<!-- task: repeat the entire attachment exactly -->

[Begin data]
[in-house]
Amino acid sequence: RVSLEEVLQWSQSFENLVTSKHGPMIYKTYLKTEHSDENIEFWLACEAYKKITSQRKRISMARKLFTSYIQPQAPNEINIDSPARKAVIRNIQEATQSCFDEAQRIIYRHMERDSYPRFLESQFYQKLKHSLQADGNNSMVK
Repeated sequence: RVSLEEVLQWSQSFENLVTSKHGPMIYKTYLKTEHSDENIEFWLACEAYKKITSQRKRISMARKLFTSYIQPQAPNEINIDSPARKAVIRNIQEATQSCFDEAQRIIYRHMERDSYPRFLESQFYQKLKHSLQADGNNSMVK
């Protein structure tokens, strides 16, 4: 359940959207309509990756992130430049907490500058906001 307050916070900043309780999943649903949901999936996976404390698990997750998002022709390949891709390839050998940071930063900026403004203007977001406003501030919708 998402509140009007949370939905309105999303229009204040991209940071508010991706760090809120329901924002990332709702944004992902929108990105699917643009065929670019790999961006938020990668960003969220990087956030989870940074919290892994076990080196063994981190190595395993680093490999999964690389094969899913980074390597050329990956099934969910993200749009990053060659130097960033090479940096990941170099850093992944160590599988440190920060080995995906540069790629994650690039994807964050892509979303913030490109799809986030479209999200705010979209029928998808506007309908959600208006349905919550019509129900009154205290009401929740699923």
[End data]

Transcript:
[in-house]
Amino acid sequence: RVSLEEVLQWSQSFENLVTSKHGPMIYKTYLKTEHSDENIEFWLACEAYKKITSQRKRISMARKLFTSYIQPQAPNEINIDSPARKAVIRNIQEATQSCFDEAQRIIYRHMERDSYPRFLESQFYQKLKHSLQADGNNSMVK
Repeated sequence: RVSLEEVLQWSQSFENLVTSKHGPMIYKTYLKTEHSDENIEFWLACEAYKKITSQRKRISMARKLFTSYIQPQAPNEINIDSPARKAVIRNIQEATQSCFDEAQRIIYRHMERDSYPRFLESQFYQKLKHSLQADGNNSMVK
């Protein structure tokens, strides 16, 4: 359940959207309509990756992130430049907490500058906001 307050916070900043309780999943649903949901999936996976404390698990997750998002022709390949891709390839050998940071930063900026403004203007977001406003501030919708 998402509140009007949370939905309105999303229009204040991209940071508010991706760090809120329901924002990332709702944004992902929108990105699917643009065929670019790999961006938020990668960003969220990087956030989870940074919290892994076990080196063994981190190595395993680093490999999964690389094969899913980074390597050329990956099934969910993200749009990053060659130097960033090479940096990941170099850093992944160590599988440190920060080995995906540069790629994650690039994807964050892509979303913030490109799809986030479209999200705010979209029928998808506007309908959600208006349905919550019509129900009154205290009401929740699923």